Mary McWay Seaman reviews Celtic Run by Colorado author Sean Vogel. (Meet Sean at November 3 book signing)
Mary McWay Seaman reviewed the novel Celtic Run in the October 2012 Celtic Connection. You can read the positive review below.
Mary reviews monthly in her column, BOOKKEEPING.
Sean Vogel will be at Kerreen O’Connor Irish Goods in Littleton CO. (2595 West Alamo Ave Littleton, CO 303-794-6388) on Saturday November 3rd , 12-2PM, to sign copies of Celtic Run.
BOOKKEEPING by Mary McWay Seaman
CELTIC RUN by Sean Vogel (MB Publishing, 2012, 159 pages, paperback, $9.95)
Looking for a page-turner to please that younger adolescent? CELTIC RUN is a sure bet with international travel, a thrilling treasure hunt, and pursuits by a criminal cartel. This contemporary Irish escapade begins as three American teenagers in a cultural exchange program find themselves embroiled in a mystery fraught with danger. Jake, Zach and Julie, and their Irish friend Maggie are all coping with family problems that include detached parents, dictatorial parents, a disabled single parent and parental unemployment. The Americans, housed with host families in Dingle, are keenly aware that they are in a foreign country; they hone their observational skills, weigh alternative actions, and learn to think on their feet. They also join forces to organize and execute plans. Plenty of rollicking sideshows (the kind that can only happen in Ireland) shift this novel into high gear.
Zach is a big, overbearing guy with the wet-blanket potential to ruin the whole experience, and he and Jake get off on the wrong foot. Jake, whose mother is deceased and whose father is disabled, settles in with Maggie O’Connell’s family. Maggie’s father has been unemployed for two years, and he vanishes two nights every week without explanation – the same times that bandits are raiding local museums. Her mother works in a local pub, and teenager Maggie gave up Irish dancing for part-time work there. Young readers will find the Irish pub culture absorbing, especially its embrace of all ages, all the time.
Jake rescues a small child from the sea around Blasket Sound and discovers a relic from the 400-year-old Spanish Armada shipwreck. The teens are fascinated by the history behind the English defeat of Spanish Armada in 1588, and they learn that many of the battle’s artifacts are housed in the area’s museums; however, the bulk of the legendary treasure has never been found. After Jake shows his artifact to the curator of a local museum, he is promptly dismissed: “This is an old country, lad, and you can dig up all sorts of bits and bobs . . . but most of it’s just tinkers’ tin.” Jake refuses to hand over his treasure to the man for further study. The kids are no longer interested in the curator or the museum, but the curator is most assuredly interested in them. They learn that they are being followed, and the four of them close ranks to become a cohesive unit.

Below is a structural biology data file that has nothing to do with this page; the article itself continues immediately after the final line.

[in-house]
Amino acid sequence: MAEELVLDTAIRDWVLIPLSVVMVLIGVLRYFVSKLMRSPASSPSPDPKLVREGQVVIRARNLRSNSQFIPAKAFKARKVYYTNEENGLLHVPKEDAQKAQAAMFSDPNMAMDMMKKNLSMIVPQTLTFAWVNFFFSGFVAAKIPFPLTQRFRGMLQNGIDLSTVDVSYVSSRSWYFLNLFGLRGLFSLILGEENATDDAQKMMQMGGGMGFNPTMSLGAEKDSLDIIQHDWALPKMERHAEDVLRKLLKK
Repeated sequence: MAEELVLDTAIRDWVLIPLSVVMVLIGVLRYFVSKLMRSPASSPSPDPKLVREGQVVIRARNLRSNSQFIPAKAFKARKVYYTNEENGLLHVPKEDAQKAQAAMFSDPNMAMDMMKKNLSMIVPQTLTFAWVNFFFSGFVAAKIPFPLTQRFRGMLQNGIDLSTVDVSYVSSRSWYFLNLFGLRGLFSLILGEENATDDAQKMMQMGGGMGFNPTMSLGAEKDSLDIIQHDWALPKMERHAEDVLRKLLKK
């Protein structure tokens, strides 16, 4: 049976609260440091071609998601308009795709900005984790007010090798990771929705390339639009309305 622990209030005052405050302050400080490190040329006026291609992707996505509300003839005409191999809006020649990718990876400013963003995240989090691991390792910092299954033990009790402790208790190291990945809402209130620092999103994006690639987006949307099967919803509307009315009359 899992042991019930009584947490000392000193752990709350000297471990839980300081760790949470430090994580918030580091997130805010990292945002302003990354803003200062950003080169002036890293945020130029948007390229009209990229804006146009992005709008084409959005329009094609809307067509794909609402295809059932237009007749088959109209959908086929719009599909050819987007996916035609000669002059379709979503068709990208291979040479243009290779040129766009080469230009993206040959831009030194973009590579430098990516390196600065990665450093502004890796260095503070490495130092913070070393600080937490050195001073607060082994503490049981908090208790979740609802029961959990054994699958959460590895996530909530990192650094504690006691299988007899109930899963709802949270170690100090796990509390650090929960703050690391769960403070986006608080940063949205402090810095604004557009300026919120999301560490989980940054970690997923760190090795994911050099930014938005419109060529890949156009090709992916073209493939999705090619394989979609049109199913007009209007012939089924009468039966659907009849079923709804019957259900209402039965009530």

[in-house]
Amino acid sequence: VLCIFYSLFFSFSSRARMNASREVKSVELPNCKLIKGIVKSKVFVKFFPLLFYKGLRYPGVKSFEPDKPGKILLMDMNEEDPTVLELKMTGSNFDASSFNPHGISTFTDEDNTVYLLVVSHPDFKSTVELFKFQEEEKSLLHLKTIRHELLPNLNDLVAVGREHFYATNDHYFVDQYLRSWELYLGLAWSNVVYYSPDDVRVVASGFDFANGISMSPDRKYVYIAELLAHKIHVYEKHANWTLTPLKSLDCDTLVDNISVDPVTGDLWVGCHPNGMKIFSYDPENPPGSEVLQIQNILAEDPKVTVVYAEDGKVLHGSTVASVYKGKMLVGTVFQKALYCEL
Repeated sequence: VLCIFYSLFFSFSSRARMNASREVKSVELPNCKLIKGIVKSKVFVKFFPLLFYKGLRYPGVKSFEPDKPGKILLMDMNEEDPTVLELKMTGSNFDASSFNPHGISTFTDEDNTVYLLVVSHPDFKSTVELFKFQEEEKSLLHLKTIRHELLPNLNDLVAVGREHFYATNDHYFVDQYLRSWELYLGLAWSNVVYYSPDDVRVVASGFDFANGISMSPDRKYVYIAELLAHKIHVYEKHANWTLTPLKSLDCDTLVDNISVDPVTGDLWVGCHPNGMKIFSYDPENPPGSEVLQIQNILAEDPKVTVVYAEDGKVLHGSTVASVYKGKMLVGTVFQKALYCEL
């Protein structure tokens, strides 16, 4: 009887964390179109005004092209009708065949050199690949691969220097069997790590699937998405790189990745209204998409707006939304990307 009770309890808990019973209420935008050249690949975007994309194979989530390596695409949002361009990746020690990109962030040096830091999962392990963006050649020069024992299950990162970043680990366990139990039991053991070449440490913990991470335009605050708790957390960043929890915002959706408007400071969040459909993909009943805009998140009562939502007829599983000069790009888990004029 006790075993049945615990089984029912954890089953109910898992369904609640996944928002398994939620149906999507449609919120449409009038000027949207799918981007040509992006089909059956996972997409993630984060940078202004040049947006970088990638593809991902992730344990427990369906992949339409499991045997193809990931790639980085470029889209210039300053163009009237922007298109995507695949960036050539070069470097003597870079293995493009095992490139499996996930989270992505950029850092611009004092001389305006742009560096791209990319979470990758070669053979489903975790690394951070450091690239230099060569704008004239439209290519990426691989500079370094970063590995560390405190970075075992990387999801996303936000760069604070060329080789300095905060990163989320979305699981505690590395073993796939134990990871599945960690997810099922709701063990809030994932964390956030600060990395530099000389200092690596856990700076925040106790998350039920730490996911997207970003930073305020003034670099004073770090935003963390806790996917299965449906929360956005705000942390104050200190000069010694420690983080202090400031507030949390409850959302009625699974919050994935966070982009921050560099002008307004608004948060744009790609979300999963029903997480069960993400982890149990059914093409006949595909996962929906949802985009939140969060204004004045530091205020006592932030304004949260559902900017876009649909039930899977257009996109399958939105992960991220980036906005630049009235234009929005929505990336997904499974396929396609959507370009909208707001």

The inscription on Jake’s artifact points to a nearby church, so they explore ancient Skellig Michael, and Jake, master of electronic gadgets, keeps his pen-sized, fiber optic camera handy. They pick up an item of interest that is confiscated by the harbormaster, but cleverly retrieved. Teamwork pays off, and serendipity is a plentiful commodity as Jake meets an old man, “the Colonel” who turns out to be his great-uncle. Colonel McGreevy commands him to call if he ever needs assistance. The museum bandits continue their rampages on the days when Maggie’s father vanishes (coincidence?). The kids attempt to follow him into an area near Mount Brandon, but inadvertently stumble into a tinker camp. The tinker’s old tool advances the action, and insights into the travelers’ culture prove fascinating.
Julie is kidnapped and taken to Corráin Castle near Dunquin. Her rescue and a new game plan require heavy artillery and missiles along with Jake’s trusty Leatherman: water balloons, slingshots, a large-capacity water pistol, a semiautomatic disc gun, a foghorn, silly string, a radio-transmitting dog collar, flashlights, chocolate syrup, flour, molasses, vegetable oil, plastic bags and whoopee cushions (who knew?). The hunt proceeds to an underground cave. What secrets does the cave hold? Is the ancient Spanish treasure there? At this point readers learn the meaning of a Celtic Run – a clan saying: “a good run is better than a bad stand.” And run they do.
Evil-doers, double agents, gripping chase scenes, and bits of romance are woven through the novel with bracing lessons about first impressions and the fact that things are not always what they appear to be. One impression, however, remains steadfast: the role of family hardship in supporting self-reliance, self-discipline, problem-solving skills, patience, teamwork and initiative. The high-speed thriller CELTIC RUN will not only transport and enchant young readers, it will inspire them to consider life’s longer view and to double down on preparations for a meaningful future.